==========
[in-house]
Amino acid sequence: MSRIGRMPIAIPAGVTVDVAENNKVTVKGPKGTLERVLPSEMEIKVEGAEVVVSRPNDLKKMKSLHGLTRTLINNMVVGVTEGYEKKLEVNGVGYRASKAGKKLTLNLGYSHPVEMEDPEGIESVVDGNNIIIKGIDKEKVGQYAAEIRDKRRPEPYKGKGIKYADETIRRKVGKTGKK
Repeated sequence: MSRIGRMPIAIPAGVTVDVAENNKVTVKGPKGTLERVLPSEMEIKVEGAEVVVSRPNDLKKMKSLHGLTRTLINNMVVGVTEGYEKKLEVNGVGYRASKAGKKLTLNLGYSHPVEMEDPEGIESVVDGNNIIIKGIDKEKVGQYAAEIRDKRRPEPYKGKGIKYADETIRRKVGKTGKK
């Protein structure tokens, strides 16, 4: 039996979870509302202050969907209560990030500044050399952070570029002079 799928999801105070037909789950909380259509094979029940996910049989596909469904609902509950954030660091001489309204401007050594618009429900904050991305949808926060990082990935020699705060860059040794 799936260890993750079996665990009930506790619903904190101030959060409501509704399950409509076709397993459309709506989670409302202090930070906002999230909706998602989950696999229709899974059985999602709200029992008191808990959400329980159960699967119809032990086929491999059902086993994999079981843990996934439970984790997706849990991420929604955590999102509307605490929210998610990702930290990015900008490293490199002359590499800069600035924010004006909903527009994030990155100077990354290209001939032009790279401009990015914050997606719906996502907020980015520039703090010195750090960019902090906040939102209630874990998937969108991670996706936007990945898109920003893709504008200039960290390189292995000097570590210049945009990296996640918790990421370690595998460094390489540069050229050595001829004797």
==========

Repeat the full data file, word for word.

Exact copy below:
[in-house]
Amino acid sequence: MSRIGRMPIAIPAGVTVDVAENNKVTVKGPKGTLERVLPSEMEIKVEGAEVVVSRPNDLKKMKSLHGLTRTLINNMVVGVTEGYEKKLEVNGVGYRASKAGKKLTLNLGYSHPVEMEDPEGIESVVDGNNIIIKGIDKEKVGQYAAEIRDKRRPEPYKGKGIKYADETIRRKVGKTGKK
Repeated sequence: MSRIGRMPIAIPAGVTVDVAENNKVTVKGPKGTLERVLPSEMEIKVEGAEVVVSRPNDLKKMKSLHGLTRTLINNMVVGVTEGYEKKLEVNGVGYRASKAGKKLTLNLGYSHPVEMEDPEGIESVVDGNNIIIKGIDKEKVGQYAAEIRDKRRPEPYKGKGIKYADETIRRKVGKTGKK
């Protein structure tokens, strides 16, 4: 039996979870509302202050969907209560990030500044050399952070570029002079 799928999801105070037909789950909380259509094979029940996910049989596909469904609902509950954030660091001489309204401007050594618009429900904050991305949808926060990082990935020699705060860059040794 799936260890993750079996665990009930506790619903904190101030959060409501509704399950409509076709397993459309709506989670409302202090930070906002999230909706998602989950696999229709899974059985999602709200029992008191808990959400329980159960699967119809032990086929491999059902086993994999079981843990996934439970984790997706849990991420929604955590999102509307605490929210998610990702930290990015900008490293490199002359590499800069600035924010004006909903527009994030990155100077990354290209001939032009790279401009990015914050997606719906996502907020980015520039703090010195750090960019902090906040939102209630874990998937969108991670996706936007990945898109920003893709504008200039960290390189292995000097570590210049945009990296996640918790990421370690595998460094390489540069050229050595001829004797």